California home sales fell for the fourth consecutive month in September, hampered by a tight supply of homes on the market and high interest rates. According to the California Association of Realtors, statewide sales of single-family homes were down 21% from a year ago. Meanwhile, the statewide median price rose 3.2% to $843,340, recording its largest year-over-year gain in more than a year.
At the regional level, home prices also increased from a year ago: The San Francisco Bay Area’s median price saw the biggest annual gain (6.6%).
In San Mateo County, according to the California Association of Realtors, sales were down 14.1% from a year ago, yet the county’s September median home price of $1.955 million was up 5.1% from September 2022 and 0.3% higher than August’s median home price of $1.95 million. In Santa Clara County, home sales were down 23.4% from the previous year and down 12% from August. The county’s September median home price of $1.85 million was 9% higher than the $1.7 million median price recorded during the same time last year.
The rise in home prices does not appear to be stopping buyers, at least not in Silicon Valley, according to local Realtors.
“We’re still seeing multiple offers and homes selling above list price,” Jim Hamilton, president of the Silicon Valley Association of Realtors, said.
Dave Walsh, 2021 California Association of Realtors president and broker manager of the Compass office in Los Altos, made the same observations.
Speaking recently to members of the local trade association, Walsh said, “Silicon Valley is like no other marketplace in the nation. There is no place like home.”
The 30-year, fixed-mortgage interest rate averaged 7.2% in September based on Freddie Mac’s weekly mortgage survey data. Having tracked interest rates through the years, Walsh noted that a 7% mortgage interest rate is more the norm by historical standards. He compared Silicon Valley’s current market performance at the higher interest rate with the 3.6% rate prior to the pandemic and found buyer demand, price-to-list ratios and days on market were even stronger today. The numbers show more buyers are paying over list price even with today’s high interest rate, and cumulative days on market also are shorter, he said.
“Buyers are accepting it. It’s not stopping our housing market,” Walsh said.
Inventory is the region’s biggest challenge, Walsh said. Silicon Valley’s population has grown, and so have jobs despite the layoffs. Incomes have risen and equity in homes has grown in leaps and bounds.
Through his 45 years of selling properties, Walsh has experienced the ebbs and flows of Silicon Valley’s housing market. There is no merit to the doom and gloom expectation that there will be an increase in foreclosures, Walsh said. Many buyers are sitting on a lot of equity and are able to make their mortgage payments, which are fixed at record-low rates. California ranks as the 47th lowest state for mortgage delinquencies.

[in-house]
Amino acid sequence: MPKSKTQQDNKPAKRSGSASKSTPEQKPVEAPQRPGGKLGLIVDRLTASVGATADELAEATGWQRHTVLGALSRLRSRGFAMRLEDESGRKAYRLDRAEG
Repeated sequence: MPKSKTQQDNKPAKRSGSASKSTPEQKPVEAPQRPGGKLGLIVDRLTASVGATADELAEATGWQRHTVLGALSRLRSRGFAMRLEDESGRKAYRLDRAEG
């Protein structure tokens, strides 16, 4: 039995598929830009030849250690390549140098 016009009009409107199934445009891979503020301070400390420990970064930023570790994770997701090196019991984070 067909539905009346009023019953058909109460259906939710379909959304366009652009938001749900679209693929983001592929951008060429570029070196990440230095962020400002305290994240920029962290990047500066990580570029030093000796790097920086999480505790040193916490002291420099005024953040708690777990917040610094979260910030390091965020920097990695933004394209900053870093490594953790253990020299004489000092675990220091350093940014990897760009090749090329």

California needs a minimum of 180,000 units of housing annually through 2025 to keep up with population growth. “We’re clearly not going to build our way out of the problem we have, so there will continue to be an upward trend on pricing through next year,” Walsh said.
Walsh indicated younger buyers understand the numbers and the realities of the market, and they are ready to buy. Once rates come down to a comfortable percentage, he expects move-up buyers also will be ready to sell their homes.
The California Association of Realtors expects prices to experience monthly declines in the next couple of months, following the traditional seasonal pattern, although positive year-over-year price growth is expected to persist through the remainder of the year as housing supply is expected to remain tight.
Silicon Valley Association of Realtors (SILVAR) is a professional trade organization representing 5,000 Realtors and affiliate members engaged in the real estate business on the Peninsula and in the South Bay. SILVAR promotes the highest ethical standards of real estate practice, serves as an advocate for homeownership and homeowners, and represents the interests of property owners in Silicon Valley.
The term Realtor is a registered collective membership mark which identifies a real estate professional who is a member of the National Association of Realtors and who subscribes to its strict Code of Ethics.
There's more ...
Looking for more real estate stories? Read Embarcadero Media's latest Real Estate headlines.